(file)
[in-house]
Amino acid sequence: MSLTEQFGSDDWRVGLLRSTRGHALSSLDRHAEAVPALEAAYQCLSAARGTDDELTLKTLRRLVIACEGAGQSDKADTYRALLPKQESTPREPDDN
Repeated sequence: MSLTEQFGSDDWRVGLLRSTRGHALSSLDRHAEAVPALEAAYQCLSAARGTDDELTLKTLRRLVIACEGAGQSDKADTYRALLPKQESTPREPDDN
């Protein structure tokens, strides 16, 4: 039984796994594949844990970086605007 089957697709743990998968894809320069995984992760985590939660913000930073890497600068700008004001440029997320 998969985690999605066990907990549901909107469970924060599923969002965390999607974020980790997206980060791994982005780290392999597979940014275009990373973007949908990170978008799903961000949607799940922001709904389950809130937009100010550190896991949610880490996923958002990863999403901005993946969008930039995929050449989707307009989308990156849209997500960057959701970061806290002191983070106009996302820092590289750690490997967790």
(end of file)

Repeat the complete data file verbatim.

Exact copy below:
[in-house]
Amino acid sequence: MSLTEQFGSDDWRVGLLRSTRGHALSSLDRHAEAVPALEAAYQCLSAARGTDDELTLKTLRRLVIACEGAGQSDKADTYRALLPKQESTPREPDDN
Repeated sequence: MSLTEQFGSDDWRVGLLRSTRGHALSSLDRHAEAVPALEAAYQCLSAARGTDDELTLKTLRRLVIACEGAGQSDKADTYRALLPKQESTPREPDDN
């Protein structure tokens, strides 16, 4: 039984796994594949844990970086605007 089957697709743990998968894809320069995984992760985590939660913000930073890497600068700008004001440029997320 998969985690999605066990907990549901909107469970924060599923969002965390999607974020980790997206980060791994982005780290392999597979940014275009990373973007949908990170978008799903961000949607799940922001709904389950809130937009100010550190896991949610880490996923958002990863999403901005993946969008930039995929050449989707307009989308990156849209997500960057959701970061806290002191983070106009996302820092590289750690490997967790």